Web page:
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Senran Banka - Review

In the deep parts of the mountains lies a small village called Hoori, a remote village with no train stops. Thanks to this isolation, the village has resisted the spread of civilization, giving it a rustic charm, and is also home to hot springs. This has led it to be a very famous tourist destination for people to travel to, but its most famous attraction is the divine blade Murasamemaru. This blade has been stuck in a stone though and so far, no one has ever been able to pull it out.

Arichi Masaomi is visiting the village to help his grandfather run a hotel he manages, and he happens to try and pull the blade out, which he successfully does. At the cost of breaking the blade and now, he must make amends for what he has done. How may you ask? Well by marrying the village’s shrine maiden of course. This is only the start for Arichi, as he has to come to terms with everything that is happening at this time, his time at Hoori, will certainly be a wild ride.

Although that is not all that is there in Hoori village, as on some nights, demons will come out into the forest thanks to the Tomotake curse. Yoshino Tomotake and Mako Hitachi must purify the demons when they come out to subdue the curse as a whole. The two tell Masaomi to sit it out but he does not want that and decides to help out and get stronger as a whole.

Thanks to his grandpa Kurama Genjuurou running a dojo, he can get stronger and help fight demons with the help of the sword Murasame, who happens to have a green-haired ghost attached to it that is afraid of other ghosts despite being one herself.

Pros and Cons


Interesting story with plenty of fun characters

Five different routes with seven unique endings

Wonderful music that is very pleasing to listen to

Beautiful art style that makes each area full of life and shines


Masaomi is generic and lacks character development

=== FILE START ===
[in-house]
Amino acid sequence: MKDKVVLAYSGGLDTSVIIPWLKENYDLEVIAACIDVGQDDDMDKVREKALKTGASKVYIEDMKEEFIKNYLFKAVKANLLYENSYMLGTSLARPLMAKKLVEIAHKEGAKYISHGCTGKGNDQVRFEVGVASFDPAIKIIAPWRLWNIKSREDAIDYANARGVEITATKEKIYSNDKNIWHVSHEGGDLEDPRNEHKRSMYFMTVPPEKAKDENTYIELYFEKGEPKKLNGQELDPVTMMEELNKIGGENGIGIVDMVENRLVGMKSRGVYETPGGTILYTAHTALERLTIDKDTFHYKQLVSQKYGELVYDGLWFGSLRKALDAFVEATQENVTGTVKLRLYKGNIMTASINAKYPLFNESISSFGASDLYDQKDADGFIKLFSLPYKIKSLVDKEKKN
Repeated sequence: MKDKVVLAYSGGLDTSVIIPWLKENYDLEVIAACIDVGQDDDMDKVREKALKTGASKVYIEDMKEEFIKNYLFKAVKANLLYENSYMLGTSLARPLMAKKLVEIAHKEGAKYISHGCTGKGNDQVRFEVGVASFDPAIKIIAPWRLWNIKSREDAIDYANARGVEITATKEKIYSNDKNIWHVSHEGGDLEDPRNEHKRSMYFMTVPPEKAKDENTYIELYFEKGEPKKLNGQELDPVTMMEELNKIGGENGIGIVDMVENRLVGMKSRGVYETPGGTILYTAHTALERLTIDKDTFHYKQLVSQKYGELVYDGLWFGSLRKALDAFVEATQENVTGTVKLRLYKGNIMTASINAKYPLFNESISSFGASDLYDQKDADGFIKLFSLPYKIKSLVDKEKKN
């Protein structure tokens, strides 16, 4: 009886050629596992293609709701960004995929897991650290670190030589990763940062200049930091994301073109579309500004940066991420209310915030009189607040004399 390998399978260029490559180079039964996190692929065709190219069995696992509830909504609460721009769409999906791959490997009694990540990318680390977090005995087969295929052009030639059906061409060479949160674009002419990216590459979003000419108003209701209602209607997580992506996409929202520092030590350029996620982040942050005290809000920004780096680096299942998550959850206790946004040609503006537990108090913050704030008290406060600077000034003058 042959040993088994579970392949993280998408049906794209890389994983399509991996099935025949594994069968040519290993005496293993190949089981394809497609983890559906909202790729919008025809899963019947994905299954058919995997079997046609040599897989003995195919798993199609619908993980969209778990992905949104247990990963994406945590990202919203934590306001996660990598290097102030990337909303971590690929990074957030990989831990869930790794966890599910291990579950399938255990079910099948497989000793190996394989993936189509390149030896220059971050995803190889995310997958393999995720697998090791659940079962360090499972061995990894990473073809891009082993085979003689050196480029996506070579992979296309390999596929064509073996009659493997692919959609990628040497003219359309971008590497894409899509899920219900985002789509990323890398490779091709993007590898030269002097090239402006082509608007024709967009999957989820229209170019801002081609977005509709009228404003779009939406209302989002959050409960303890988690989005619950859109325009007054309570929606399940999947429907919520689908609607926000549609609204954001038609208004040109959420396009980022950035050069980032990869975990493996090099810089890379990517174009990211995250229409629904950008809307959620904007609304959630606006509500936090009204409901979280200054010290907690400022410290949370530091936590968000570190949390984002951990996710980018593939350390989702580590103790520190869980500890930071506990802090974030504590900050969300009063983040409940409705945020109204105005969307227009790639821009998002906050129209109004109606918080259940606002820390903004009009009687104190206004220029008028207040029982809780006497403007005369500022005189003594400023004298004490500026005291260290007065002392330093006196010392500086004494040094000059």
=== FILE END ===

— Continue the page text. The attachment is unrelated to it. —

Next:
Some of the fan service content is a little unnecessary

The pace of the story can be a bit slow at times


Senran Banka has a wonderful cast of characters, and the story is interesting to boot as well. One of my favorite aspects is the whole mythological aspects of the story. I wish it was explored more throughout the story, as I think it would have been a neat idea as a whole to explore. Although when it is talked about, that's when I get very invested in the story, with a unique premise and with it even having its own history felt very Japanese Mythology like. Senran Banka is spread apart into two sections for its story, the first one is where you are dealing with and exploring the mythological aspect that it has. The other part is the character development for the route you have chosen to do.

There are a total of five different routes for you to experience, with seven different endings and scenarios. I chose the Mako route as Mako was a ninja and ninjas are cool~. I enjoyed her personality the most out of all the characters. She helps the Tomotake family out with the housework and the hunting of demons on certain nights. The other character that I liked was Roka Maniwa, she runs a sweet shop and I actually think she is the best-designed character besides Mako. If it were not for Mako, I probably would have chosen Roka's route, although I do wish she had more screen time as a whole and maybe played a larger role in the story.